Brendan D. Manning is a Professor in the Department of Molecular Metabolism at the Harvard T.H. Chan School of Public Health and the Department of Cell Biology at Harvard Medical School, and a Faculty Member of the Dana-Farber/Harvard Cancer Center. Dr. Manning received his B.S. from the University of Massachusetts, Amherst, and his Ph.D. from Yale University. During his time as a postdoctoral fellow in the laboratory of Lewis Cantley at Harvard Medical School, he discovered that the tuberous sclerosis complex (TSC) tumor suppressors serve as the molecular connection between the PI3K and mTOR pathways, thereby linking a signaling pathway activated in the majority of human cancers to a nutrient-sensing pathway that controls cell growth and metabolism. In 2004, he joined the faculty of the then newly established Department of Genetics and Complex Diseases at Harvard (renamed Molecular Metabolism in 2019) to continue research at the interface of cell signaling and metabolism. Research in the Manning laboratory is particularly focused on the regulation and function of the PI3K - mTOR signaling network in physiology and disease. Dr. Manning was an inaugural recipient of the National Cancer Institute’s Outstanding Investigator Award.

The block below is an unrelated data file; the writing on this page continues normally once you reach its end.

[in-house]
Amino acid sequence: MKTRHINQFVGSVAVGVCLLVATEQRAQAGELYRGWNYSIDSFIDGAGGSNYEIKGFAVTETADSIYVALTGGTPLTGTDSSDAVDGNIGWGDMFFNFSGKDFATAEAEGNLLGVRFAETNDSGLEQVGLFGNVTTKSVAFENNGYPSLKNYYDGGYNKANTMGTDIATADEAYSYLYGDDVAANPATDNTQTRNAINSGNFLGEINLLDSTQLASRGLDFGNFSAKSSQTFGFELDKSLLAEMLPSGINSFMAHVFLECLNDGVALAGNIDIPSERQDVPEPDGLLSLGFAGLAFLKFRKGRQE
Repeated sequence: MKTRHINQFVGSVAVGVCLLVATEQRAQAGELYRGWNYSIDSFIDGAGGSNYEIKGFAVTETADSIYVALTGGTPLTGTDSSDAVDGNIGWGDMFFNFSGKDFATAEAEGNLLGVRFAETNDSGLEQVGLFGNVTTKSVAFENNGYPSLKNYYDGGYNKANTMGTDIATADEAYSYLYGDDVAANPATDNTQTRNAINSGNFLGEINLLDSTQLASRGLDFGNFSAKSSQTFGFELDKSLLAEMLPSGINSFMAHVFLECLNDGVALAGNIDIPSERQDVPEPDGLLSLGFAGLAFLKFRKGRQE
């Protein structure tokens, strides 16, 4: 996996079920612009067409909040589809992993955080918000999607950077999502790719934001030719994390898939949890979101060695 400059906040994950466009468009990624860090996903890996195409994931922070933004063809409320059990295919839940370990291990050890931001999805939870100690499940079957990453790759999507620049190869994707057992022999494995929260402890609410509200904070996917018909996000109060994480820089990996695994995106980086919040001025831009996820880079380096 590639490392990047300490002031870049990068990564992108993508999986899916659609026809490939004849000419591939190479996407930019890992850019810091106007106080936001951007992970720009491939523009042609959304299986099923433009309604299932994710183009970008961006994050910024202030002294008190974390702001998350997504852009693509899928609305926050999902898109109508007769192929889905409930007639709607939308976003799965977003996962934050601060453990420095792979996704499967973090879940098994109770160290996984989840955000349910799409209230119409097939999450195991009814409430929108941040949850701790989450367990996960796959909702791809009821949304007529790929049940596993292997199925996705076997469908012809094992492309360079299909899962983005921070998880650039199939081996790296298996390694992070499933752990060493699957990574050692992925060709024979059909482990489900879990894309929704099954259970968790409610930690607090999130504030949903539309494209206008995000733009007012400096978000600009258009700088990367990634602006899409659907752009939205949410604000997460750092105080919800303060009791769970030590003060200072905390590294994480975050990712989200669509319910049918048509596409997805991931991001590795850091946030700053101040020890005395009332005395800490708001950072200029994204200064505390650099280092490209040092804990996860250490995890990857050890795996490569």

Research in the Manning lab is defining the molecular interface between cellular signaling networks and metabolic networks, as it relates to both normal physiology and diseases with metabolic dysregulation as a key feature, including cancer, diabetes, neurological disorders, and aging-related diseases. Research efforts are focused in part on defining the regulatory mechanisms and functions of a signaling network converging on the tuberous sclerosis complex (TSC) protein complex and the mammalian target of rapamycin (mTOR), which relay an array of extracellular and intracellular growth signals to control the balance between anabolic and catabolic metabolism in cells, tissues, and tumors.
University of Massachusetts, Amherst, Massachusetts
Yale University, New Haven, Connecticut